Hydrangeas, Demystified

Published On: August 17th, 2022

learn to identify your hydrangeas in wisconsin ftimg

Hydrangeas are an immensely popular group of plants. There are so many different types, each with its own specific care and maintenance considerations, that many gardeners feel confused and overwhelmed. Let’s take a look at the basics of this diverse Genus.

The most important element to understand: “New Wood” versus “Old Wood”

“New Wood” is stem growth produced during the current growing season. For Hydrangeas that bloom on new wood, pruning MUST be done before new growth begins or the current season’s flowers will be pruned off. Pruning is not necessary but can be done to shape or maintain size.

Blooms onNew Wood” = Prune Late Winter/Earliest Spring

“Old Wood” is stem growth produced during the previous growing season. These plants should be pruned – if necessary – immediately after blooming. Pruning after that would be removing next year’s blooming stems.

Blooms on “Old Wood” = Prune Immediately After Flowering

Identifying Your Hydrangeas

Climbing Hydrangea

Hydrangea anomala ssp. petiolaris

  • Hardy to Zone 4 (native to Siberia)
  • Partial to Full Shade
  • Climbs 30’-60’
  • Blooms early summer
  • Very slow to establish, and may take up to three to five years before it really begins to put on size. Once it finally takes off, though, it takes off! It climbs via aerial hold-fast roots that attach to the surface and can climb to 60’. Can be used to great effect to climb up a mature tree trunk, cover a stone wall, act as a groundcover, or climb on a structure. I have one that climbs my cement silo all the way to the top and is very impressive! Not suited to growing on a trellis or on a house with wood or vinyl siding.
  • Blooms on old wood (prune, if desired, immediately after blooming)

Oakleaf Hydrangea

Hydrangea quercifolia

  • Hardy to Zone 5
  • Partial Shade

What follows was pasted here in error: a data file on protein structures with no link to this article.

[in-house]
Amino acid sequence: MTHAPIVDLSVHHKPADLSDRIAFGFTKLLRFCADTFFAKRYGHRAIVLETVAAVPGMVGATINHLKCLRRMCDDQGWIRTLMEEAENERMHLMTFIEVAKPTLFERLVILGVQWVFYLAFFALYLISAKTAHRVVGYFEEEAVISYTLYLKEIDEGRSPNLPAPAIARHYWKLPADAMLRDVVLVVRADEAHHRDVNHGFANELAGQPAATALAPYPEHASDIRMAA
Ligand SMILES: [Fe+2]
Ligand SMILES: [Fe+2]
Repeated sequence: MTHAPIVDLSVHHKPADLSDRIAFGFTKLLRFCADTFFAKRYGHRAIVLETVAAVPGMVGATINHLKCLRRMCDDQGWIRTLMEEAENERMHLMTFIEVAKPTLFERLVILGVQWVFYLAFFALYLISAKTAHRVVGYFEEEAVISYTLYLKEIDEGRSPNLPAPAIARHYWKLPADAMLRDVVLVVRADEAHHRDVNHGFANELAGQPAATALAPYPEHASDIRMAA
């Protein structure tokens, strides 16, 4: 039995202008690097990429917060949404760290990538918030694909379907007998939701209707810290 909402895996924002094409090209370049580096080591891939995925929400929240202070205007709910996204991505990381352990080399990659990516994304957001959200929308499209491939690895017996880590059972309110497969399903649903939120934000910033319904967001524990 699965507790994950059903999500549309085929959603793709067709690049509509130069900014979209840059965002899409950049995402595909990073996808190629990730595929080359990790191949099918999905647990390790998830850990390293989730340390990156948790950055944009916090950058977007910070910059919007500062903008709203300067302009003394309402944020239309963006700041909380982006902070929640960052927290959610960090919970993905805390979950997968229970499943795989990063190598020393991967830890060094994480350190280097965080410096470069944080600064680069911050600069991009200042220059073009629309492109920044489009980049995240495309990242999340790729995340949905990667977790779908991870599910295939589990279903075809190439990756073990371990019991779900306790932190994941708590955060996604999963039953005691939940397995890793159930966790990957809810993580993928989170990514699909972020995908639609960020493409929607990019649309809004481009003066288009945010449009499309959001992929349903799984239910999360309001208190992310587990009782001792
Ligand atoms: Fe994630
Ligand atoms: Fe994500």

• Height 4’-6’ (depending on variety)
  • Blooms early to mid-summer
  • Best sited in a sheltered location.
  • Marginally bud hardy in our climate and therefore may not bloom reliably. The unusual structure and exceptional fall color earn it a place in the garden, even without flowers.
  • Blooms on old wood (prune, if desired, immediately after blooming)

Smooth Hydrangea

Hydrangea arborescens

  • a.k.a “Annabelle”
  • Hardy to Zone 3
  • Ideally sited in Partial Shade, but adaptable if provided ample moisture
  • Height 3’-5’
  • Blooms early summer through frost
  • This old-fashioned favorite has earned its place in the garden by being a hardy, reliable performer for generations. Flowers start out green/chartreuse, mature to creamy white, return to green, and finally age to beige. Leaving the beige flower heads over winter provides winter interest. If harvesting flowers for drying they should be cut and hung upside down just as they enter the second green stage to retain their color. ‘Annabelle’ has large, showy flowers on relatively weak stems, so the plants benefit from support to keep the stems upright. This can effectively be provided by growing Annabelle against a surface such as a fence or building, and then installing a lightweight wire support across the front for the stems to gracefully drape over.